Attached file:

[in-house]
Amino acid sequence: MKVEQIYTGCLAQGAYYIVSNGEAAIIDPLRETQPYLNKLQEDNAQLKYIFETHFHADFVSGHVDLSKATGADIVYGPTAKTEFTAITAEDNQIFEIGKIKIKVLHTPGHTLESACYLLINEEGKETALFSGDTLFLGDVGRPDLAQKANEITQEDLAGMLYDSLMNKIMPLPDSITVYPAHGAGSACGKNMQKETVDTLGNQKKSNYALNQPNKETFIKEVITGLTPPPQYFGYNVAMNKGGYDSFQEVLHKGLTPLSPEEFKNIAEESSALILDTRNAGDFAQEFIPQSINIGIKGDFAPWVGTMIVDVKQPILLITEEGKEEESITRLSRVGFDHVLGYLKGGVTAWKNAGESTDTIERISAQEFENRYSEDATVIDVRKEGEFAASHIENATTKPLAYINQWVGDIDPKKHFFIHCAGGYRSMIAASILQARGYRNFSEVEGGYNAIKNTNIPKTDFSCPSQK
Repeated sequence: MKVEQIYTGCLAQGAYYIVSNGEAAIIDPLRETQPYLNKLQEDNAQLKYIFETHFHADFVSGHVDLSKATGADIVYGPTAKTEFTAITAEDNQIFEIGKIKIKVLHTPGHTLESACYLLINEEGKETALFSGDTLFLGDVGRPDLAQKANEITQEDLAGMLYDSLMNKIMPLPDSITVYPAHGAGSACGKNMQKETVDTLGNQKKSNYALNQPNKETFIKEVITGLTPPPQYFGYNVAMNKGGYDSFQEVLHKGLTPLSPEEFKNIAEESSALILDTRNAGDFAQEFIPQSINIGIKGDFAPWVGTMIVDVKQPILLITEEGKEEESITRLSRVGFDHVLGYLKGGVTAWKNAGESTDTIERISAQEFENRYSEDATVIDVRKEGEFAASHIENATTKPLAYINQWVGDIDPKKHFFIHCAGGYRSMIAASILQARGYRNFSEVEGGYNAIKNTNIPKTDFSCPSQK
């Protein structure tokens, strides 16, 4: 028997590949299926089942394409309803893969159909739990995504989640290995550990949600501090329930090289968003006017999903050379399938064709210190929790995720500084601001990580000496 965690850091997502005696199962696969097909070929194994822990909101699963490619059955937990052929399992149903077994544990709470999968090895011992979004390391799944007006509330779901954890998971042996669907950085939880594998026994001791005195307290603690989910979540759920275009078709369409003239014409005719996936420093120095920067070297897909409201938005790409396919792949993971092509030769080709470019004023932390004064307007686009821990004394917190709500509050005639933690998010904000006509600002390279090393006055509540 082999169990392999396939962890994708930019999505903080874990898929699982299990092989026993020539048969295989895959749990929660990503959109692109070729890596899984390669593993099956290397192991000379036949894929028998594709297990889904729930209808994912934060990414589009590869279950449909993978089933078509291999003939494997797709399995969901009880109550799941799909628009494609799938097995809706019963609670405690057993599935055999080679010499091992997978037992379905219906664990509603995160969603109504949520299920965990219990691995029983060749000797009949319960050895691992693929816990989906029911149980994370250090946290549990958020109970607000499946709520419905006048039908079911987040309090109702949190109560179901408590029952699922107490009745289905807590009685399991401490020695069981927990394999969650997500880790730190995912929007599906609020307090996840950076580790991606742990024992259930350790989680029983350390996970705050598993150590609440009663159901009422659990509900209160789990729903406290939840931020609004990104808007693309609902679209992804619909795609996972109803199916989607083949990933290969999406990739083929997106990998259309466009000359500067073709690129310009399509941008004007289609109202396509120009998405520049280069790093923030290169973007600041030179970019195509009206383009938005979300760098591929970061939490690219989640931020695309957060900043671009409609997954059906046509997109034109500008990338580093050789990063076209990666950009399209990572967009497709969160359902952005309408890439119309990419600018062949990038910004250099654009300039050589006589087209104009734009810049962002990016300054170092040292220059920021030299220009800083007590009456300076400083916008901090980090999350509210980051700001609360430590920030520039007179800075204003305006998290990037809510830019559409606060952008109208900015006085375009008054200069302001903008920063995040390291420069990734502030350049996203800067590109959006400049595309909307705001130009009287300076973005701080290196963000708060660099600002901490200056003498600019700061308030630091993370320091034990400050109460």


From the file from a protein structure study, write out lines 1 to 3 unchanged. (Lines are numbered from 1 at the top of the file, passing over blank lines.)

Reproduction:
[in-house]
Amino acid sequence: MKVEQIYTGCLAQGAYYIVSNGEAAIIDPLRETQPYLNKLQEDNAQLKYIFETHFHADFVSGHVDLSKATGADIVYGPTAKTEFTAITAEDNQIFEIGKIKIKVLHTPGHTLESACYLLINEEGKETALFSGDTLFLGDVGRPDLAQKANEITQEDLAGMLYDSLMNKIMPLPDSITVYPAHGAGSACGKNMQKETVDTLGNQKKSNYALNQPNKETFIKEVITGLTPPPQYFGYNVAMNKGGYDSFQEVLHKGLTPLSPEEFKNIAEESSALILDTRNAGDFAQEFIPQSINIGIKGDFAPWVGTMIVDVKQPILLITEEGKEEESITRLSRVGFDHVLGYLKGGVTAWKNAGESTDTIERISAQEFENRYSEDATVIDVRKEGEFAASHIENATTKPLAYINQWVGDIDPKKHFFIHCAGGYRSMIAASILQARGYRNFSEVEGGYNAIKNTNIPKTDFSCPSQK
Repeated sequence: MKVEQIYTGCLAQGAYYIVSNGEAAIIDPLRETQPYLNKLQEDNAQLKYIFETHFHADFVSGHVDLSKATGADIVYGPTAKTEFTAITAEDNQIFEIGKIKIKVLHTPGHTLESACYLLINEEGKETALFSGDTLFLGDVGRPDLAQKANEITQEDLAGMLYDSLMNKIMPLPDSITVYPAHGAGSACGKNMQKETVDTLGNQKKSNYALNQPNKETFIKEVITGLTPPPQYFGYNVAMNKGGYDSFQEVLHKGLTPLSPEEFKNIAEESSALILDTRNAGDFAQEFIPQSINIGIKGDFAPWVGTMIVDVKQPILLITEEGKEEESITRLSRVGFDHVLGYLKGGVTAWKNAGESTDTIERISAQEFENRYSEDATVIDVRKEGEFAASHIENATTKPLAYINQWVGDIDPKKHFFIHCAGGYRSMIAASILQARGYRNFSEVEGGYNAIKNTNIPKTDFSCPSQK